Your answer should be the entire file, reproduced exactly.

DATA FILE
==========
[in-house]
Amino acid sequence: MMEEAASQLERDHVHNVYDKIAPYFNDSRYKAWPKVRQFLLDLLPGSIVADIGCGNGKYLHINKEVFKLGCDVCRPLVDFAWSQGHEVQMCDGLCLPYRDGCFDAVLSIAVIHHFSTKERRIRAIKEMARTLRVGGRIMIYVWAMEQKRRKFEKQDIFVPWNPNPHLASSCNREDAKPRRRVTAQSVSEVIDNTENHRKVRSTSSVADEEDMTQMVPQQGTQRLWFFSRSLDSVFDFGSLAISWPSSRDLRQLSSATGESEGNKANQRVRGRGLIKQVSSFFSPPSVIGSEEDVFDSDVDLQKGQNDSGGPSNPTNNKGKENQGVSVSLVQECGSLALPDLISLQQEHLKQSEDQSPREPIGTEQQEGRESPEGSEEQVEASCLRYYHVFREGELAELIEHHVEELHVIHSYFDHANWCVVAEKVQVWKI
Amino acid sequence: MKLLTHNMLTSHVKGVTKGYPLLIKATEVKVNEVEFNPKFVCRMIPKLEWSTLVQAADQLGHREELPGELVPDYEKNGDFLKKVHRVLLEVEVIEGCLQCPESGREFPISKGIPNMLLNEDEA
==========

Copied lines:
[in-house]
Amino acid sequence: MMEEAASQLERDHVHNVYDKIAPYFNDSRYKAWPKVRQFLLDLLPGSIVADIGCGNGKYLHINKEVFKLGCDVCRPLVDFAWSQGHEVQMCDGLCLPYRDGCFDAVLSIAVIHHFSTKERRIRAIKEMARTLRVGGRIMIYVWAMEQKRRKFEKQDIFVPWNPNPHLASSCNREDAKPRRRVTAQSVSEVIDNTENHRKVRSTSSVADEEDMTQMVPQQGTQRLWFFSRSLDSVFDFGSLAISWPSSRDLRQLSSATGESEGNKANQRVRGRGLIKQVSSFFSPPSVIGSEEDVFDSDVDLQKGQNDSGGPSNPTNNKGKENQGVSVSLVQECGSLALPDLISLQQEHLKQSEDQSPREPIGTEQQEGRESPEGSEEQVEASCLRYYHVFREGELAELIEHHVEELHVIHSYFDHANWCVVAEKVQVWKI
Amino acid sequence: MKLLTHNMLTSHVKGVTKGYPLLIKATEVKVNEVEFNPKFVCRMIPKLEWSTLVQAADQLGHREELPGELVPDYEKNGDFLKKVHRVLLEVEVIEGCLQCPESGREFPISKGIPNMLLNEDEA